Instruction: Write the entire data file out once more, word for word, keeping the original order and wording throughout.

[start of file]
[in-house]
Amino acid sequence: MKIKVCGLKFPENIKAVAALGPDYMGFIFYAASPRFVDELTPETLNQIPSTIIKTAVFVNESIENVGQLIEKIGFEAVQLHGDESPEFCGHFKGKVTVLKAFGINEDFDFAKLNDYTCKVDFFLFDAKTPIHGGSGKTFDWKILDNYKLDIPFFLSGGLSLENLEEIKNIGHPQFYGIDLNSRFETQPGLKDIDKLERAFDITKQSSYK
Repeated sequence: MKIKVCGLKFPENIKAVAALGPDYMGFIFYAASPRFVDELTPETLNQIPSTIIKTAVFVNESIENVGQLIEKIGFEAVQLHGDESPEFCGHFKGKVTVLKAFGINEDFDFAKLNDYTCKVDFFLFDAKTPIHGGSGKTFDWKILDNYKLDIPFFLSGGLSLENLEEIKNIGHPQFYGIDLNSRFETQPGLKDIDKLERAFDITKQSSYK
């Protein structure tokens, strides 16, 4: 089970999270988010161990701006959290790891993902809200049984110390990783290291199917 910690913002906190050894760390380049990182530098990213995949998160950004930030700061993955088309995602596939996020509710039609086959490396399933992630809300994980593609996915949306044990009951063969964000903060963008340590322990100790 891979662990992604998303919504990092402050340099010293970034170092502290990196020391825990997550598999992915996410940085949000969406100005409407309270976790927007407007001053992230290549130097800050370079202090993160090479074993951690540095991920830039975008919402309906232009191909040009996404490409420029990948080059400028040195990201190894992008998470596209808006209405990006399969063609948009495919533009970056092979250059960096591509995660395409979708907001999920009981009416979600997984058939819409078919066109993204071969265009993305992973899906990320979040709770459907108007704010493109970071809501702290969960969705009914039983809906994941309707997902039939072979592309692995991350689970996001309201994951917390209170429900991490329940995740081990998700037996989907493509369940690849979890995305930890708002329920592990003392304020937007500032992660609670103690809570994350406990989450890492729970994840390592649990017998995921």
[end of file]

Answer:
[in-house]
Amino acid sequence: MKIKVCGLKFPENIKAVAALGPDYMGFIFYAASPRFVDELTPETLNQIPSTIIKTAVFVNESIENVGQLIEKIGFEAVQLHGDESPEFCGHFKGKVTVLKAFGINEDFDFAKLNDYTCKVDFFLFDAKTPIHGGSGKTFDWKILDNYKLDIPFFLSGGLSLENLEEIKNIGHPQFYGIDLNSRFETQPGLKDIDKLERAFDITKQSSYK
Repeated sequence: MKIKVCGLKFPENIKAVAALGPDYMGFIFYAASPRFVDELTPETLNQIPSTIIKTAVFVNESIENVGQLIEKIGFEAVQLHGDESPEFCGHFKGKVTVLKAFGINEDFDFAKLNDYTCKVDFFLFDAKTPIHGGSGKTFDWKILDNYKLDIPFFLSGGLSLENLEEIKNIGHPQFYGIDLNSRFETQPGLKDIDKLERAFDITKQSSYK
């Protein structure tokens, strides 16, 4: 089970999270988010161990701006959290790891993902809200049984110390990783290291199917 910690913002906190050894760390380049990182530098990213995949998160950004930030700061993955088309995602596939996020509710039609086959490396399933992630809300994980593609996915949306044990009951063969964000903060963008340590322990100790 891979662990992604998303919504990092402050340099010293970034170092502290990196020391825990997550598999992915996410940085949000969406100005409407309270976790927007407007001053992230290549130097800050370079202090993160090479074993951690540095991920830039975008919402309906232009191909040009996404490409420029990948080059400028040195990201190894992008998470596209808006209405990006399969063609948009495919533009970056092979250059960096591509995660395409979708907001999920009981009416979600997984058939819409078919066109993204071969265009993305992973899906990320979040709770459907108007704010493109970071809501702290969960969705009914039983809906994941309707997902039939072979592309692995991350689970996001309201994951917390209170429900991490329940995740081990998700037996989907493509369940690849979890995305930890708002329920592990003392304020937007500032992660609670103690809570994350406990989450890492729970994840390592649990017998995921």